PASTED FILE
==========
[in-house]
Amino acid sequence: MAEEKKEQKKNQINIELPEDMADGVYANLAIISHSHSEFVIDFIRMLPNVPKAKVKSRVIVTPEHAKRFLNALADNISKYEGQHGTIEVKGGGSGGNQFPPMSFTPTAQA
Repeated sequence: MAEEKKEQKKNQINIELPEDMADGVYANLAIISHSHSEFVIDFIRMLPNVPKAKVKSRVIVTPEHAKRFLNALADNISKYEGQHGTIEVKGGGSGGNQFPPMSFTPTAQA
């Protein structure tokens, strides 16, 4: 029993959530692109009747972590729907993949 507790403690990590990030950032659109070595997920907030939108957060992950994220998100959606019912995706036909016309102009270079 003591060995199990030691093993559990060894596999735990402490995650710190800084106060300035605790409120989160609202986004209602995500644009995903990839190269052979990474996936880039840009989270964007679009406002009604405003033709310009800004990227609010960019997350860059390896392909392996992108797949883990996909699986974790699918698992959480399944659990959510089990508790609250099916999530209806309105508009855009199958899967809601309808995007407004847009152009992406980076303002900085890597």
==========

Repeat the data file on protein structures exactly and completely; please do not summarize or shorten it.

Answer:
[in-house]
Amino acid sequence: MAEEKKEQKKNQINIELPEDMADGVYANLAIISHSHSEFVIDFIRMLPNVPKAKVKSRVIVTPEHAKRFLNALADNISKYEGQHGTIEVKGGGSGGNQFPPMSFTPTAQA
Repeated sequence: MAEEKKEQKKNQINIELPEDMADGVYANLAIISHSHSEFVIDFIRMLPNVPKAKVKSRVIVTPEHAKRFLNALADNISKYEGQHGTIEVKGGGSGGNQFPPMSFTPTAQA
């Protein structure tokens, strides 16, 4: 029993959530692109009747972590729907993949 507790403690990590990030950032659109070595997920907030939108957060992950994220998100959606019912995706036909016309102009270079 003591060995199990030691093993559990060894596999735990402490995650710190800084106060300035605790409120989160609202986004209602995500644009995903990839190269052979990474996936880039840009989270964007679009406002009604405003033709310009800004990227609010960019997350860059390896392909392996992108797949883990996909699986974790699918698992959480399944659990959510089990508790609250099916999530209806309105508009855009199958899967809601309808995007407004847009152009992406980076303002900085890597």